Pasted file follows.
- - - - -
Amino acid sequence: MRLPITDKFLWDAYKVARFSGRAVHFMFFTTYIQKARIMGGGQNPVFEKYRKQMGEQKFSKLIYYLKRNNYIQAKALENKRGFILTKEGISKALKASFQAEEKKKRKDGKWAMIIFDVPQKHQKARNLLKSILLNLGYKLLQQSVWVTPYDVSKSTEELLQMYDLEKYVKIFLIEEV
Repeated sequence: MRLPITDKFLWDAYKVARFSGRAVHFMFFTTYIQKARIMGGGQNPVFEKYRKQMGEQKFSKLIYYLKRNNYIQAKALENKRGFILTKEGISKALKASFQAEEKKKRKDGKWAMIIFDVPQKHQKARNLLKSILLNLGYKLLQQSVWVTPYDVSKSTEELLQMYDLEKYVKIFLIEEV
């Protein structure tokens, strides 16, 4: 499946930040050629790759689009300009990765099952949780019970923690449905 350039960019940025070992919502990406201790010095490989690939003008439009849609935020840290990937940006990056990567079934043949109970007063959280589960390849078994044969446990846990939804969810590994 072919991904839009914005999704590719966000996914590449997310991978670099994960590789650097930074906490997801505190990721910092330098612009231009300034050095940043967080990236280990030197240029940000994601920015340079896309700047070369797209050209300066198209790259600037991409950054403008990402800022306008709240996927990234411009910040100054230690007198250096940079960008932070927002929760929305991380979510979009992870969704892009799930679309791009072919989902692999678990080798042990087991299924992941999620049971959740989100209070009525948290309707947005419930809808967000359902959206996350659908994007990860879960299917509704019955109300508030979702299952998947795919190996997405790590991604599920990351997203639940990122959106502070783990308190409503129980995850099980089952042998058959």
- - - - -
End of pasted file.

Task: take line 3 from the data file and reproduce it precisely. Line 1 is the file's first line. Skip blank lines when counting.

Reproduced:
């Protein structure tokens, strides 16, 4: 499946930040050629790759689009300009990765099952949780019970923690449905 350039960019940025070992919502990406201790010095490989690939003008439009849609935020840290990937940006990056990567079934043949109970007063959280589960390849078994044969446990846990939804969810590994 072919991904839009914005999704590719966000996914590449997310991978670099994960590789650097930074906490997801505190990721910092330098612009231009300034050095940043967080990236280990030197240029940000994601920015340079896309700047070369797209050209300066198209790259600037991409950054403008990402800022306008709240996927990234411009910040100054230690007198250096940079960008932070927002929760929305991380979510979009992870969704892009799930679309791009072919989902692999678990080798042990087991299924992941999620049971959740989100209070009525948290309707947005419930809808967000359902959206996350659908994007990860879960299917509704019955109300508030979702299952998947795919190996997405790590991604599920990351997203639940990122959106502070783990308190409503129980995850099980089952042998058959």